A Minor Apocalypse: A Novel

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Dalkey Archive Press, 1999 - Fiction - 238 pages
21 Reviews

As in his novel  The Polish Complex, Konwicki's  A Minor Apocalypse stars a narrator and character named Konwicki, who has been asked to set himself on fire that evening in front of the Communist Party headquarters in Warsaw in an act of protest. He accepts the commission, but without any clear idea of whether he will actually go through with the self-immolation. He spends the rest of the day wandering the streets of Warsaw, being tortured by the secret police and falling in love. Both himself and Everyman, the character-author experiences the effects of ideologies and bureaucracies gone insane with, as always in history, the individual struggling for survival rather than offering himself up on the pyre of "the greater good." Brilliantly translated by Richard Lourie,  A Minor Apocalypse is one of the most important novels to emerge from Poland in the last twenty five years.

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Review: A Minor Apocalypse

User Review  - Steve Anderson - Goodreads

Somber and thought-provoking are the two words that come to mind reading Tadeusz Konwicki's novel. While not knowing a lot about Polish history, I have spent a few months in Poland and heard stories ... Read full review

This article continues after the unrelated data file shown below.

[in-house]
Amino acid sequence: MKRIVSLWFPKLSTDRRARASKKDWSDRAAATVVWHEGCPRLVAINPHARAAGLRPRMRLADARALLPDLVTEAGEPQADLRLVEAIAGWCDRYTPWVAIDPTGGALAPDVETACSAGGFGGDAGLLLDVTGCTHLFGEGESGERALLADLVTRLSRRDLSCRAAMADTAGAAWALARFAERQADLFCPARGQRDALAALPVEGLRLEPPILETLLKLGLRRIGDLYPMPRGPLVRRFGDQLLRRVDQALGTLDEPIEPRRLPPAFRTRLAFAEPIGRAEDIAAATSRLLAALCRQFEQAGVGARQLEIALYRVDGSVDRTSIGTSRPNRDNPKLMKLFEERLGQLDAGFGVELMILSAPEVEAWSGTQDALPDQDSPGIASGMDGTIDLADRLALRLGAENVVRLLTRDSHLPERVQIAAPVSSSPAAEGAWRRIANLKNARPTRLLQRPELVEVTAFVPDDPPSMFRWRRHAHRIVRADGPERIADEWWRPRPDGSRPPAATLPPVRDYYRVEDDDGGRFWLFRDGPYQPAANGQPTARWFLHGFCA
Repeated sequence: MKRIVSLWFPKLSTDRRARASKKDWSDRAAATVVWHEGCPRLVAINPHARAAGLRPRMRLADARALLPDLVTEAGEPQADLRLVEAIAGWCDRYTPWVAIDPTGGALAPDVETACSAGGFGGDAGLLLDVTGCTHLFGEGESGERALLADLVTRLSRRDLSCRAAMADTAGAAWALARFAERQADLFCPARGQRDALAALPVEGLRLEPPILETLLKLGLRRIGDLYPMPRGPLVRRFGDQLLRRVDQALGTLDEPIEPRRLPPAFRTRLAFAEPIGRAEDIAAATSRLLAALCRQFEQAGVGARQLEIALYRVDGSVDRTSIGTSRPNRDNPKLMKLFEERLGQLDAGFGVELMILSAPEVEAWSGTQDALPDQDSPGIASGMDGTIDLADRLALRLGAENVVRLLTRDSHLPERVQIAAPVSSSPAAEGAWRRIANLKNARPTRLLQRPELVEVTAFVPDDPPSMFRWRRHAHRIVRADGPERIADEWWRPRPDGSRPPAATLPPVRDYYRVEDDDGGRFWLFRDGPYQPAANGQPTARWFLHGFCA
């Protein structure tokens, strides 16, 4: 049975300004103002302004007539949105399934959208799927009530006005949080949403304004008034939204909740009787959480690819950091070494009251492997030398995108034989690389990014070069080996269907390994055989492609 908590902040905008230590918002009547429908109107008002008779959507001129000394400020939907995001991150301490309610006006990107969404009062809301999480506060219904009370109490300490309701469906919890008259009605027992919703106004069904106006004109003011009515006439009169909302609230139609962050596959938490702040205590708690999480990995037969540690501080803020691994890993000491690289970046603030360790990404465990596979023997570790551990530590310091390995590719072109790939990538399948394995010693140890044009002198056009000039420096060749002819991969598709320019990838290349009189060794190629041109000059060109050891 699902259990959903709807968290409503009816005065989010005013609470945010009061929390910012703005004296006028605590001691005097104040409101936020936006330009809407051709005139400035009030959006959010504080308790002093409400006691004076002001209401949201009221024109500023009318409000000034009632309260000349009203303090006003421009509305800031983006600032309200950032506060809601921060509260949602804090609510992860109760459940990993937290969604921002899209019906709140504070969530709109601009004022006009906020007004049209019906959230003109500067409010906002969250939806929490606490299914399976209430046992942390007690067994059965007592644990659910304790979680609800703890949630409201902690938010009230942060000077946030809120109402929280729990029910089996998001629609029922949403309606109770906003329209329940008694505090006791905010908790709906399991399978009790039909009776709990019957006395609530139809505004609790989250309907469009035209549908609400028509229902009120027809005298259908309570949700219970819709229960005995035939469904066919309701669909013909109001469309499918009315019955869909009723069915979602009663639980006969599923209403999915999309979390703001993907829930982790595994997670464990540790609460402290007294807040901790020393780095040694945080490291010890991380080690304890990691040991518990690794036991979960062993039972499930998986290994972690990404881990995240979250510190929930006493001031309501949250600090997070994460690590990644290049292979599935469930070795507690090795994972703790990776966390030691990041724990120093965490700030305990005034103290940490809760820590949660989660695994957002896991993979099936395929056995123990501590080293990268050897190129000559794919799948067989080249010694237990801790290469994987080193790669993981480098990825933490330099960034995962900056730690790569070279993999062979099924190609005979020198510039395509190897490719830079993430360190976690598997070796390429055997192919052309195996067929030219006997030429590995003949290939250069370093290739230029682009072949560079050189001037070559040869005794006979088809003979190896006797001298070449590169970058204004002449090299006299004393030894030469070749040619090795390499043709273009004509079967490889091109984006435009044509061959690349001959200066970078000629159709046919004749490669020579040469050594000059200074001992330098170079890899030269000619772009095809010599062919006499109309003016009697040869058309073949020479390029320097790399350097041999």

Review: A Minor Apocalypse

User Review  - Ron - Goodreads

Konwicki delves into the growing fascism--it is an anarchist novel which portrays this as the way of world history--in the eastern bloc in the early 80s with great passion and insight into the human ... Read full review

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About the author (1999)

Konwicki fought as a young man in the resistance movement against the Nazis, an experience that provided him with material for several novels. He later became preoccupied with psychological and philosophical problems of young people and with lyrical reminiscences of his childhood in Lithuania. His strongly anticommunist novel, The Polish Complex (1977), was published without the sanction of the authorities.

RICHARD LOURIE, an American writer, is a leading translator of contemporary Russian and Polish authors, a journalist, and a producer of film and television documentaries. His books of fiction and nonfiction include The Autobiography of Joseph Stalin (1999), Hunting the Devil (1993), Russia Speaks (1989), and First Loyalty (1983).

Robert L. McLaughlin, a professor of English at Illinois State University, received his Ph.D. from Fordham University in 1987 with a dissertation on Thomas Pynchon's Gravity's Rainbow. He has published articles in a variety of journals, and, in 1993, he became managing editor of the Review of Contemporary Fiction.

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